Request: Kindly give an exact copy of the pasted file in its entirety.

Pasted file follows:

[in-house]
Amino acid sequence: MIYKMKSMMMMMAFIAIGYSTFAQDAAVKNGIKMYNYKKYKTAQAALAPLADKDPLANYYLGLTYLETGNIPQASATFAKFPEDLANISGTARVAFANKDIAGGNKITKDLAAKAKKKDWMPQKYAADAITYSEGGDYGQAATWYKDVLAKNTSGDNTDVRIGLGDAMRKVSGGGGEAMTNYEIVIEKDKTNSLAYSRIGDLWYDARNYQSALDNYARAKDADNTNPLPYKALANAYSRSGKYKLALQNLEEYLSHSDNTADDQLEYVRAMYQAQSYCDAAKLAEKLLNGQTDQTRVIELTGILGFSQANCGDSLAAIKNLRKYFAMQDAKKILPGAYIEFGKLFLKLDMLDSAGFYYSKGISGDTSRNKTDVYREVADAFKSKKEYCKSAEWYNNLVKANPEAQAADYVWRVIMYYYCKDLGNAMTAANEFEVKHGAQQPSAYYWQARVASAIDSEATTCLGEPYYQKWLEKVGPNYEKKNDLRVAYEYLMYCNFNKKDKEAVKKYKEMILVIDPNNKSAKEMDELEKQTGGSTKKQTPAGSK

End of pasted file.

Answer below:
[in-house]
Amino acid sequence: MIYKMKSMMMMMAFIAIGYSTFAQDAAVKNGIKMYNYKKYKTAQAALAPLADKDPLANYYLGLTYLETGNIPQASATFAKFPEDLANISGTARVAFANKDIAGGNKITKDLAAKAKKKDWMPQKYAADAITYSEGGDYGQAATWYKDVLAKNTSGDNTDVRIGLGDAMRKVSGGGGEAMTNYEIVIEKDKTNSLAYSRIGDLWYDARNYQSALDNYARAKDADNTNPLPYKALANAYSRSGKYKLALQNLEEYLSHSDNTADDQLEYVRAMYQAQSYCDAAKLAEKLLNGQTDQTRVIELTGILGFSQANCGDSLAAIKNLRKYFAMQDAKKILPGAYIEFGKLFLKLDMLDSAGFYYSKGISGDTSRNKTDVYREVADAFKSKKEYCKSAEWYNNLVKANPEAQAADYVWRVIMYYYCKDLGNAMTAANEFEVKHGAQQPSAYYWQARVASAIDSEATTCLGEPYYQKWLEKVGPNYEKKNDLRVAYEYLMYCNFNKKDKEAVKKYKEMILVIDPNNKSAKEMDELEKQTGGSTKKQTPAGSK